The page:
Book Review | The Creeper Man by Dawn Kurtagich

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Rating
5-stars

Pages | 400 pages

Genre | YA, Horror, Psychological Thriller, Contemporary

Publisher | Orion Children’s Book

Publication | July 2016

Format | Paperback

There’s a man in the trees,
a man with no eyes, but still he watches,
that’s the surprise. Stay away from the woods,
it couldn’t be clearer, but the trees are creeping
nearer and nearer…

Beware the creeper man.

When sisters Silla and Nori escape London and their abusive father, Aunt Cath’s country house feels like a safe haven. But slowly, ever so slowly, things begin to unravel. Aunt Cath locks herself in the attic and spends day and night pacing. Every day the forbidden surrounding forest inches slowly towards the house. A mysterious boy appears, offering friendship. And Nori claims that a man watches them from the dark forest – a man with no eyes, who creeps ever closer…

The moment you enter Python Woods, you will never leave. For the man with no eyes, will not let you leave. The Creeper Man is a wonderfully written psychological thriller, that has a creepy claustrophobic setting that will not let you go.

First of all, I want to talk about the plot of this book. Much like Dawn Kutagich’s debut novel, The Dead House, this novel tells a tale so complex it is a wonder how the author was able to put it into words. It is so complex, with so many unexpected twists and turns – that you are simply unable to guess what is going to happen next. But with the plot’s complexity, Kurtagich was still able to make it simple to understand. It is simply fantastic!

As for the characters, they are nothing but real. Kurtagich doesn’t go into a long winded detailed description of her characters. She says it straight to the point, and the image is there. But what really fleshed out these characters for me were their voices.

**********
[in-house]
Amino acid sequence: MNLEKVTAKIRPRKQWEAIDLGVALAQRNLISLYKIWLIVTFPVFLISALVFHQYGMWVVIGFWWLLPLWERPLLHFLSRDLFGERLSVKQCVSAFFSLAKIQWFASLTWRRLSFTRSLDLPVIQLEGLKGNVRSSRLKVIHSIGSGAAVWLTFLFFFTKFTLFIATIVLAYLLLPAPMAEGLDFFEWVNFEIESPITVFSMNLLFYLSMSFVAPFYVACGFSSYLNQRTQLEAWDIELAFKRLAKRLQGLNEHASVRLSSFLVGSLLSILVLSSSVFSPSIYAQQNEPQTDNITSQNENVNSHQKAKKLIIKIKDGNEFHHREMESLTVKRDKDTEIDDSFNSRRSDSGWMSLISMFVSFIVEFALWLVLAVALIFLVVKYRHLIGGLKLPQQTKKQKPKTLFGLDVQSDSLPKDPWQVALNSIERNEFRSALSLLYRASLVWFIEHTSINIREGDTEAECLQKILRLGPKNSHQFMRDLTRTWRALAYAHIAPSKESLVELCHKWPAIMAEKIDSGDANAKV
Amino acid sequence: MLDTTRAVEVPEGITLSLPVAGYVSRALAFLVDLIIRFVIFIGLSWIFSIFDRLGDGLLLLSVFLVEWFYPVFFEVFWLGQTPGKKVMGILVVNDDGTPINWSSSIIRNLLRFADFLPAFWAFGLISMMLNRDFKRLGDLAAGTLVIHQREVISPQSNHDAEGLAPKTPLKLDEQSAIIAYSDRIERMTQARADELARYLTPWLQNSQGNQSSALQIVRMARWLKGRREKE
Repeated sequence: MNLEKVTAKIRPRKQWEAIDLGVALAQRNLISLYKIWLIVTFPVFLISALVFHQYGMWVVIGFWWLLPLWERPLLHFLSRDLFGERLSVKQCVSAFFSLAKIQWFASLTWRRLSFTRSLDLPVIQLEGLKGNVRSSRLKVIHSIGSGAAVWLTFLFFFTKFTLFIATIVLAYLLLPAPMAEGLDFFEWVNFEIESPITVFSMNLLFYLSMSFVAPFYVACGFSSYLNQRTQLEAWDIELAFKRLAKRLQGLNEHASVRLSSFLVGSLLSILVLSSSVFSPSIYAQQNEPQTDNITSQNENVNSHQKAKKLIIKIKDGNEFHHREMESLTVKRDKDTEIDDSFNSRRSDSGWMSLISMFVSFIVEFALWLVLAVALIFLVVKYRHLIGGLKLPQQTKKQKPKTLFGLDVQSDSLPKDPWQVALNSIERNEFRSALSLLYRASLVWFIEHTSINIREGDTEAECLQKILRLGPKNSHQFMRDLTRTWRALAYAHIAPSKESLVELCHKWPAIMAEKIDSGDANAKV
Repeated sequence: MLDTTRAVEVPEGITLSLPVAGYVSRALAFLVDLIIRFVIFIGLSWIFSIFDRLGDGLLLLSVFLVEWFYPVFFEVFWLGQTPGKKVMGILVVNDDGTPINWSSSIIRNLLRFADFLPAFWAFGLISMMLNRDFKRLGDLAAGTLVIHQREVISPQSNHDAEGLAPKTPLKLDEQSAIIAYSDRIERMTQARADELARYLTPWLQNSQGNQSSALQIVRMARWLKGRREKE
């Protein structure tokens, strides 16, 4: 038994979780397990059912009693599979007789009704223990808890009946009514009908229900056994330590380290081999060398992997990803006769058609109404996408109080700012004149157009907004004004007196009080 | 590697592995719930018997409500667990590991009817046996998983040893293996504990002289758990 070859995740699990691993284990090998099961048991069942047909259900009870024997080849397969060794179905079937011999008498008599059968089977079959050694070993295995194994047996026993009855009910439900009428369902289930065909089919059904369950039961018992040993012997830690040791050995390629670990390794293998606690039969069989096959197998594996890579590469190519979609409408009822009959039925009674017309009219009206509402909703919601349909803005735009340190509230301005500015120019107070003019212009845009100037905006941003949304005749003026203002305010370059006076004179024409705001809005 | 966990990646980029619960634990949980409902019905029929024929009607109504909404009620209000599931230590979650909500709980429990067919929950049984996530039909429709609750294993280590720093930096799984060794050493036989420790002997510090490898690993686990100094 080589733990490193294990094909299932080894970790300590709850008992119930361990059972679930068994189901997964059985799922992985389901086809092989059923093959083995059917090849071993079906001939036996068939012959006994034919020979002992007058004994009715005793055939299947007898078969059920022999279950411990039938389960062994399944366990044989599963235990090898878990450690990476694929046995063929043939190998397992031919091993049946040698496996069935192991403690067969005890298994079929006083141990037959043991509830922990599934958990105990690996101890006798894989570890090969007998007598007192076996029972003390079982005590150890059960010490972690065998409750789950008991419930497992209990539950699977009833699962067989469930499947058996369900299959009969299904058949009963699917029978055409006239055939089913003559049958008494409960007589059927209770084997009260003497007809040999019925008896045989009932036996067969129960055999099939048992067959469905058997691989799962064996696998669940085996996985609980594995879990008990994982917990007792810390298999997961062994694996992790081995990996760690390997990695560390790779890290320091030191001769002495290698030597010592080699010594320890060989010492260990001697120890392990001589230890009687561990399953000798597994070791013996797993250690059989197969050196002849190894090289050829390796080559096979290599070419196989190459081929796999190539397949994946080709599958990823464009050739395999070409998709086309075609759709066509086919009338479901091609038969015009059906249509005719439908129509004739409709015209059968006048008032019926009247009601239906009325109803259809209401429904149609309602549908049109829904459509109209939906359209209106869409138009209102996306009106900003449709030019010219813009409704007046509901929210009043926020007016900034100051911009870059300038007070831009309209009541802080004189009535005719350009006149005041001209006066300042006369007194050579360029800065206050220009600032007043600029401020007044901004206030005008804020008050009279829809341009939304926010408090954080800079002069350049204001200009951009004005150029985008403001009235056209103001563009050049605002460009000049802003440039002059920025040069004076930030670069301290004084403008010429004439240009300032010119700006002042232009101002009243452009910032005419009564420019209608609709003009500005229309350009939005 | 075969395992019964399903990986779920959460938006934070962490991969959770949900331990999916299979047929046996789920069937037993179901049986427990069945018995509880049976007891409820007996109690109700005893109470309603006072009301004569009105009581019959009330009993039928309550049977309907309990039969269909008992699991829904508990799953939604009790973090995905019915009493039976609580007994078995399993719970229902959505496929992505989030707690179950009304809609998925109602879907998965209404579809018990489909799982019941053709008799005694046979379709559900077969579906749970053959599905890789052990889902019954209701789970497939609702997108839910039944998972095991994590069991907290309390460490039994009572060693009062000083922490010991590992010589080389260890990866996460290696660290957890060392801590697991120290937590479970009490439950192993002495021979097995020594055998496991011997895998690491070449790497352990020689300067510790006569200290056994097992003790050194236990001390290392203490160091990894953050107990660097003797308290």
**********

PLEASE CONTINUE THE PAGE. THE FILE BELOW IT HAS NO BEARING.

Gowan, the mysterious boy, is just that. He is mysterious in every sense of the word. Then there is little Nori, with her crooked arm and her silent chatter. My heart broke for her, I loved her the way Silla loved her. I felt like I knew her, and I wanted so much to make everything okay for her. And Silla, I felt her rage and her anger. She is a strong girl, but she can only manage so much pain. Then there’s the madness.

I do have to admit that I am not a massive fan of horror, but I ever since I have read The Dead House, I have become more inclined to read books that are creepy, scary or psychologically thrilling – and The Creeper Man is just the book for that.

The story is written in the first person, and I think this is where Dawn Kurtagich has succeeded in projecting the emotions of the characters. The rage that Silla felt, and the madness that was Aunt Cath, and the fear and claustrophobia that the setting is able to emulate.

The addition of the Broken Book Entry makes it that bit more of a personal experience. Not only does it  show Silla’s thoughts, but it also convey how unreliable she is as a narrator.

I found this novel eerie, creepy and sinister. As much as I wanted to read it in one go, I avoided reading it at night time – what with the vivid images that would appear in my head heightening my paranoia. That is the kind of book The Creeper Man is.

Reading this book is a roller coaster of emotions, in which I spent the whole time reading this novel confused and slowly succumbing to the madness eating the characters alive. I was terrified of the Creeper Man, and I was an emotional wreck by the end of the book.

However, this isn’t just a book about the horrors that is The Creeper Man. This books is about forgiving yourself, and learning to accept the harsh realities of life, and understanding that we are our own worst enemy.

Overall, this is a wonderful book that I highly recommend to everyone who is reading this book review, right now.

 

 

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